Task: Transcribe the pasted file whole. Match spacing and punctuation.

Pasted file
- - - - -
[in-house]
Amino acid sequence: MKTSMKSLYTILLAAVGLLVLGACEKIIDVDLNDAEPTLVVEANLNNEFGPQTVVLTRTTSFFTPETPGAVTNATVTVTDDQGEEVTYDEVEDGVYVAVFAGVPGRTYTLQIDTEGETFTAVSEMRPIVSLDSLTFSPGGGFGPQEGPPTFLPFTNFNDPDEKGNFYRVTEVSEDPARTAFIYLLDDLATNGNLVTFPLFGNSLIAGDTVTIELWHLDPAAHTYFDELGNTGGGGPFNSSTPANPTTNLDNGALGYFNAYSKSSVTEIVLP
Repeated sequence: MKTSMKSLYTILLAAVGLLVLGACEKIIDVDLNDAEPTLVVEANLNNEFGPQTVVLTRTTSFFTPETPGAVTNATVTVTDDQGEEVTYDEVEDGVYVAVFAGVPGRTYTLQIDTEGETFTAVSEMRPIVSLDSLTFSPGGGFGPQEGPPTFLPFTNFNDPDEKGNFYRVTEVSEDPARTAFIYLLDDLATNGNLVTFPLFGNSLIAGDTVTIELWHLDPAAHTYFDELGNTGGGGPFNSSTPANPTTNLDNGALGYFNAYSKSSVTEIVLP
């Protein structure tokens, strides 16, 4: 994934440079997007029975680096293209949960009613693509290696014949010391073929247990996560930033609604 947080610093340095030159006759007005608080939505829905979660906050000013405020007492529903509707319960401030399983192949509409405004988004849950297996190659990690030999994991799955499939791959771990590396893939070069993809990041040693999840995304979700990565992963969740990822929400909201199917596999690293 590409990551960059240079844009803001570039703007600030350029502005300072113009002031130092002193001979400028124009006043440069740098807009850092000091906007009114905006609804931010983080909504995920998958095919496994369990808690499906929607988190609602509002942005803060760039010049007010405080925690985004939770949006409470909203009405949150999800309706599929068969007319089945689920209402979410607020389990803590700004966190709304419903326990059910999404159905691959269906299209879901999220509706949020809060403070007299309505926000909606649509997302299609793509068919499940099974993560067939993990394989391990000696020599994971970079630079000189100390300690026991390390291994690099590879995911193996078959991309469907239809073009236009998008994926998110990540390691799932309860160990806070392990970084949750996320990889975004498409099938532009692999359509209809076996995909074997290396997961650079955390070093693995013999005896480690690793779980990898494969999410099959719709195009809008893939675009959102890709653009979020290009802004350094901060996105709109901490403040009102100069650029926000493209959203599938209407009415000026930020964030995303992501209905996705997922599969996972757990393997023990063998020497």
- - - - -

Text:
[in-house]
Amino acid sequence: MKTSMKSLYTILLAAVGLLVLGACEKIIDVDLNDAEPTLVVEANLNNEFGPQTVVLTRTTSFFTPETPGAVTNATVTVTDDQGEEVTYDEVEDGVYVAVFAGVPGRTYTLQIDTEGETFTAVSEMRPIVSLDSLTFSPGGGFGPQEGPPTFLPFTNFNDPDEKGNFYRVTEVSEDPARTAFIYLLDDLATNGNLVTFPLFGNSLIAGDTVTIELWHLDPAAHTYFDELGNTGGGGPFNSSTPANPTTNLDNGALGYFNAYSKSSVTEIVLP
Repeated sequence: MKTSMKSLYTILLAAVGLLVLGACEKIIDVDLNDAEPTLVVEANLNNEFGPQTVVLTRTTSFFTPETPGAVTNATVTVTDDQGEEVTYDEVEDGVYVAVFAGVPGRTYTLQIDTEGETFTAVSEMRPIVSLDSLTFSPGGGFGPQEGPPTFLPFTNFNDPDEKGNFYRVTEVSEDPARTAFIYLLDDLATNGNLVTFPLFGNSLIAGDTVTIELWHLDPAAHTYFDELGNTGGGGPFNSSTPANPTTNLDNGALGYFNAYSKSSVTEIVLP
């Protein structure tokens, strides 16, 4: 994934440079997007029975680096293209949960009613693509290696014949010391073929247990996560930033609604 947080610093340095030159006759007005608080939505829905979660906050000013405020007492529903509707319960401030399983192949509409405004988004849950297996190659990690030999994991799955499939791959771990590396893939070069993809990041040693999840995304979700990565992963969740990822929400909201199917596999690293 590409990551960059240079844009803001570039703007600030350029502005300072113009002031130092002193001979400028124009006043440069740098807009850092000091906007009114905006609804931010983080909504995920998958095919496994369990808690499906929607988190609602509002942005803060760039010049007010405080925690985004939770949006409470909203009405949150999800309706599929068969007319089945689920209402979410607020389990803590700004966190709304419903326990059910999404159905691959269906299209879901999220509706949020809060403070007299309505926000909606649509997302299609793509068919499940099974993560067939993990394989391990000696020599994971970079630079000189100390300690026991390390291994690099590879995911193996078959991309469907239809073009236009998008994926998110990540390691799932309860160990806070392990970084949750996320990889975004498409099938532009692999359509209809076996995909074997290396997961650079955390070093693995013999005896480690690793779980990898494969999410099959719709195009809008893939675009959102890709653009979020290009802004350094901060996105709109901490403040009102100069650029926000493209959203599938209407009415000026930020964030995303992501209905996705997922599969996972757990393997023990063998020497």